HOUSE of Commons session has debated the lifting of ‘special measures’ status from East Lancashire Hospitals NHS Trust.
Inspectors said that the trust demonstrated a range of improvements since the Keogh Review in July last year.
They concluded that the two main hospitals, Royal Blackburn Hospital and Burnley General Hospital, both require improvement but recommended that the trust be released from ‘special measures’, with on-going support.
Health secretary Jeremy Hunt told MPs that the trust had made excellent progress.
He said: “238 more nurses have been hired since July 2013.
“This success is a tremendous tribute to the work of brilliant staff who are dedicated to the principles that underpin our NHS.”
Blackburn MP Jack Straw told the Commons: “It is essential that the trust does not take its foot off the gas, but continues the process of change and, above all, cultural change in the way that patients are treated.”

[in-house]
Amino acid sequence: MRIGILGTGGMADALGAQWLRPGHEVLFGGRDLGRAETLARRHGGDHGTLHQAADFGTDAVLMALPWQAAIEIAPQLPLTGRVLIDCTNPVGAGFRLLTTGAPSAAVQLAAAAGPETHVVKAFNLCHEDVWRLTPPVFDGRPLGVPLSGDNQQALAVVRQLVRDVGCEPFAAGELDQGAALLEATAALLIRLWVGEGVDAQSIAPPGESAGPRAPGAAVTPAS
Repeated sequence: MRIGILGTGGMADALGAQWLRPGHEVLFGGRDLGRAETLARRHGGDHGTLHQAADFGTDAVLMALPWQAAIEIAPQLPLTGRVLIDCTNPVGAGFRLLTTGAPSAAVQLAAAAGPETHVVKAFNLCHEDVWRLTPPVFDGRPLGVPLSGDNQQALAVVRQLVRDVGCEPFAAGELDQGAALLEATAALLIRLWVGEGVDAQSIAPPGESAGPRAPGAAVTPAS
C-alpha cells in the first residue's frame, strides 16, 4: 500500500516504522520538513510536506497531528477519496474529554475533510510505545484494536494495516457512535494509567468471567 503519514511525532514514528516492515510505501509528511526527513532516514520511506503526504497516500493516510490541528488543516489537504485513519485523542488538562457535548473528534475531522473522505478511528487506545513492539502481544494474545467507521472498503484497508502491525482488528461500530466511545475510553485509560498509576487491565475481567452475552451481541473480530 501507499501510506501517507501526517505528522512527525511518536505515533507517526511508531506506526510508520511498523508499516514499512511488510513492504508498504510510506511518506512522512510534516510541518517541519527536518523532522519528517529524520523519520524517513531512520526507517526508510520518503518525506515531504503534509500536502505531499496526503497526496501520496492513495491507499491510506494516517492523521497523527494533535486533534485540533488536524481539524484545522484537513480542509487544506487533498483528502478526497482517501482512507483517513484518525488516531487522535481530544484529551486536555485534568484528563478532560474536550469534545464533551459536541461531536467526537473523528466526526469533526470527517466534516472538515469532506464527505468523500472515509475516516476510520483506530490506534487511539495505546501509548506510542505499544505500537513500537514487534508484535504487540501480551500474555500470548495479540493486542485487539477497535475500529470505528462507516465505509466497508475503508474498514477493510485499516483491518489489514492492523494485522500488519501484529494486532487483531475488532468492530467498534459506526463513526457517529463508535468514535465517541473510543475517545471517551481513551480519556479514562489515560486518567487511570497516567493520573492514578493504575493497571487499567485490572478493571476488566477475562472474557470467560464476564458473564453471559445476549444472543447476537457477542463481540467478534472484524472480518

Pendle’s MP Andrew Stephenson, said: “Following action by the Secretary of State last year, the trust has now recruited more than 200 new nurses, nurse support staff and consultants.
“In March, a new £9m urgent care centre at Burnley was officially opened to the public, replacing the old A and E department, which was downgraded under Labour in 2007.”
Jim Birrell, interim chief executive at the trust, said: “I am delighted at the outcome and very pleased for our hard working and dedicated 7,000 plus staff, who were devastated by the findings and criticisms of Keogh.
“We can now draw a line in the sand and look to move forward with the quality and clinical strategies that will enable us to provide the best possible safe, personal and effective care for our patients.
“Inspectors found that staff were kind and caring and patients were generally positive about their experience.”